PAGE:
Big 12: Bret Bielema
- No changes.
- Head coach Art Briles was reportedly contacted by Arkansas and Texas Tech, but signed a new extension with Baylor and hasn't expressed interest in any jobs or admitted to any interviews.
- No changes.
- Head coach Paul Rhoads reportedly drew interest from Wisconsin, but Rhoads went on the record this week to say he has no interest in replacing Bret Bielema in Madison.
- No changes.
- No changes.
- Co-offensive coordinator Josh Heupel was a candidate for the Louisiana Tech opening last week, but reportedly turned down the job. The Bulldogs eventually hired Skip Holtz to replace Sonny Dykes.
- Co-offensive coordinator Jay Norvell has also reportedly drawn interest from other schools, but it sounds like he's staying at Oklahoma.
- Offensive coordinator Todd Monken left to become the head coach at Southern Miss.
- Head coach Mike Gundy reportedly interviewed with both Tennessee and Arkansas and some local reports even indicated that he had accepted the Arkansas job, but they ultimately proved to be false. Gundy has since gone on record saying there's "no question" he'll be the Cowboys' head coach in 2013.
- Defensive coordinator Bill Young on if he'll return next season or retire: "I don’t know, I don’t know," Young told The Oklahoman. "I’m going to think about it."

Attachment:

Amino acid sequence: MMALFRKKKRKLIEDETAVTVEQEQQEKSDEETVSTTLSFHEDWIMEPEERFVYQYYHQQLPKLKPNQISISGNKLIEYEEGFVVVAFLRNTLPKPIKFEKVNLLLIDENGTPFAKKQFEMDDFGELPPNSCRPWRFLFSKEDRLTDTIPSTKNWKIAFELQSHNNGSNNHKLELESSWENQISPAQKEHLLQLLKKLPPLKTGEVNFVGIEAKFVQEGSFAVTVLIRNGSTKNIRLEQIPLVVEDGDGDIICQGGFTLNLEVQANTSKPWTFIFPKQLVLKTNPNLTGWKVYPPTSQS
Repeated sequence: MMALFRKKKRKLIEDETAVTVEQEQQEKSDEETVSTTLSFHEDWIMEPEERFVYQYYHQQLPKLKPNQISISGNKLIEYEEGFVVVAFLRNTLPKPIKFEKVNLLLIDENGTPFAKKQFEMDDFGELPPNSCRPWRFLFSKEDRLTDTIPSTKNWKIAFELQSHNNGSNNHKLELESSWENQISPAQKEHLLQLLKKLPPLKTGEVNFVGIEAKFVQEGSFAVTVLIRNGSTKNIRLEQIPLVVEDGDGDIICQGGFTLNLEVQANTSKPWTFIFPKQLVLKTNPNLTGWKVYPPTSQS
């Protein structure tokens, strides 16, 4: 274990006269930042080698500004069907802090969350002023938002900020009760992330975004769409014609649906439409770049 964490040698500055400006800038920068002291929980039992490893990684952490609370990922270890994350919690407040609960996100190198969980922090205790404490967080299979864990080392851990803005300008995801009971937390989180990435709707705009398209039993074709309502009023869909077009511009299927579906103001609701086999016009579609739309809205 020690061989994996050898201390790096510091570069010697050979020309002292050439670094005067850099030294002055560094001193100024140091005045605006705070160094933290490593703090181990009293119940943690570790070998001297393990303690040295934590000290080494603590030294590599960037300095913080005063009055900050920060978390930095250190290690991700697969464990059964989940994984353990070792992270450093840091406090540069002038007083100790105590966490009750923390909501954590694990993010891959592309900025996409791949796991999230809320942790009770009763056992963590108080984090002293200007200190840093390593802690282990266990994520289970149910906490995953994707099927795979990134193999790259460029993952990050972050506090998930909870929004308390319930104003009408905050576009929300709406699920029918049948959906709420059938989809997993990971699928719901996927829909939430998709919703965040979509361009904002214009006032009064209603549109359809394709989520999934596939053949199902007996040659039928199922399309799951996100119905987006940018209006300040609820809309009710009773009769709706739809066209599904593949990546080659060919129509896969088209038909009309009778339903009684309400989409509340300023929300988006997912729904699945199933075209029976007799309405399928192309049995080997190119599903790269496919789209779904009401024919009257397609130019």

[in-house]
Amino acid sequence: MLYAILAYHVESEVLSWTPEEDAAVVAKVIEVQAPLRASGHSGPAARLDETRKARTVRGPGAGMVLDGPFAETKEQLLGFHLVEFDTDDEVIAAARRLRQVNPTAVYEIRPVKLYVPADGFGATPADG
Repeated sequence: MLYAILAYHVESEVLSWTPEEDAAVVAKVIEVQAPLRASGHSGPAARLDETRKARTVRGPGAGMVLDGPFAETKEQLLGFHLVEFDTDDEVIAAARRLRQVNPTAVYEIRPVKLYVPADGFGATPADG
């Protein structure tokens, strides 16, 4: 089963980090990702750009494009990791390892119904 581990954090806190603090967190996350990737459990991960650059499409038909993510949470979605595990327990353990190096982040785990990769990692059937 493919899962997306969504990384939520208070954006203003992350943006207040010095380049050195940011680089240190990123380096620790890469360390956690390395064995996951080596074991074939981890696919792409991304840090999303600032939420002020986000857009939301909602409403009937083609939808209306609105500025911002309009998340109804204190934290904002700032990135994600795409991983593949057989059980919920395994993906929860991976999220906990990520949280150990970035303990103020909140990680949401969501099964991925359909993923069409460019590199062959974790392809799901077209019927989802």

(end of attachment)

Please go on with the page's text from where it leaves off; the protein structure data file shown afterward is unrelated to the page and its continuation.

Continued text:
- Co-offensive coordinator Bryan Harsin left to become the head coach at Arkansas State.
- Co-offensive coordinator Major Applewhite replaces Harsin as the playcaller and will coach quarterbacks now. Texas plans to replace him as running backs coach after the season ends.
- Receivers coach Darrell Wyatt was promoted to co-offensive coordinator.
- Defensive coordinator Manny Diaz reportedly interviewed with Florida International, but removed himself from consideration and will stay at Texas.
- No changes.
- Head coach Gary Patterson was reportedly a leading candidate to replace John L. Smith at Arkansas, but there were no reports of interviews or significant contact between the two parties.
- Head coach Tommy Tuberville left to become the head coach at Cincinnati.
- Offensive coordinator Neal Brown left to become the offensive coordinator at Kentucky on Mark Stoops' staff.
- Texas A&M offensive coordinator Kliff Kingsbury accepted an offer to replace Tuberville as Tech's head coach.
- Ex-Red Raiders Kevin Curtis and Eric Morris will join Kingsbury's staff. Curtis told reporters he will likely coach the cornerbacks. Morris' role on the staff is still undetermined. He previously coached inside receivers for Mike Leach at Washington State.
- Dana Holgorsen relieved cornerbacks coach Daron Roberts of his duties and moved co-defensive coordinator Keith Patterson to defensive playcaller, replacing co-defensive coordinator Joe DeForest as playcaller. DeForest is still on staff.
- Graduate assistant Andrew McGee (who led the Big 12 in interceptions at Oklahoma State in 2010, with five) will coach cornerbacks heading into the bowl game, but WVU will find a permanent replacement after the season.
Really, though, it was a matter of time. Flirtations with A&M? An eventual breakup?
Mike Gundy loves Oklahoma State. Oklahoma State loves Mike Gundy.
They'll be together for eight years and Gundy will be paid among college football's top 10 coaches after agreeing to a contract extension and a big raise. As it should be.
That's what happens when one pays for the other's education and hires him as a 23-year-old assistant coach and 27-year-old offensive coordinator.